This is a carousel. Use Next and Previous buttons to navigate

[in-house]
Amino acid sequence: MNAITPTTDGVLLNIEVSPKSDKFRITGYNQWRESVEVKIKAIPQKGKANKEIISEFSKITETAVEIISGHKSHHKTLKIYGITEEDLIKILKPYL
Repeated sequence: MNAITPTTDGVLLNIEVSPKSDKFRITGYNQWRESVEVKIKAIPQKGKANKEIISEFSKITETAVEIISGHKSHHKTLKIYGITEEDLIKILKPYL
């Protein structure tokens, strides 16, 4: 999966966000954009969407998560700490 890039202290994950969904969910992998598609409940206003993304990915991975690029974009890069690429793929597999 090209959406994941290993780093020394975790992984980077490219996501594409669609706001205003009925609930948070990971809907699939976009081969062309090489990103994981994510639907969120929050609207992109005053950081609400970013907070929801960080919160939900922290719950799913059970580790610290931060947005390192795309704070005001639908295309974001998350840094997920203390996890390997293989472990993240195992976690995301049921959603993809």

DDA seeks local gardeners for summer projectEVART — Green thumbs and novice gardeners alike have the opportunity to help brighten, beautify and enhance the downtown Evart district through the summer months. The community garden, cultivated by Eagle Scout Nathan Renne last year, will be used again to benefit the city, but now with a long-term plan. “We’ve changed the focus a little bit. What we’re doing this year is modeling it after other successful community gardens in the state,” said Evart Downtown Development Authority Director Al Weinberg. In the plot, located on Main Street across from the post office, 24 boxes will be refurbished and available for area residents to get their hands dirty planting flowers and vegetables. Half of the boxes are four-foot-by-eight-foot and half are two-foot-by-eight-foot in size. Weinberg said there is no cost to claim a box and they will be given on a first-come-first-serve basis. All boxes are accessible to the physically disabled, he added. Interested community members can pick up a garden box application at Evart City Hall, Morgan Composting, Shore Nursery and the Evart Public Library. Deb Booher, the director of the Higher Ground Program through Love, Inc., said five families in the program have signed up for a box and plan to grow mainly vegetable plants. One of the focuses in the program is “healthy lifestyles,” which fits perfectly into the community garden. “The families are in the program learning new skills, and this seems like a good way to do that,” said Booher, adding she is excited for the opportunity. “Many of them mentioned gardening is an activity they can do with their children and walk to,” she added. Weinberg said 10 a.m. on June 1 will be the official time and day to begin planting in the garden and there will be gardening experts on hand to offer tips or assistance if needed. A learning experience for some, it can also be therapeutic for others and an opportunity for those who do not have a section of land to make their own. “This is a great thing even for people who have never gardened before,” Weinberg said. “I think that there’s enough people in the town that they will say, ‘I want to be a part of that.’” Gardeners are asked to tend to their box three times each week and remove all plants by Sept. 30 or after the first hard freeze. Watering cans will be available in a locked storage bin on site and water can be retrieved from Guyton Park. As the goal is to keep the garden organic, herbicides are prohibited. Through the growing season, Weinberg said, the garden is expected to benefit the community and provide one more attraction to Evart. “I think anytime we can bring someone to the downtown area, that’s a good thing. The community garden is going to be a source of pride. There’s really no downside to the project,” Weinberg added. He said the garden can provide the potential for further growth and beautification of the business district.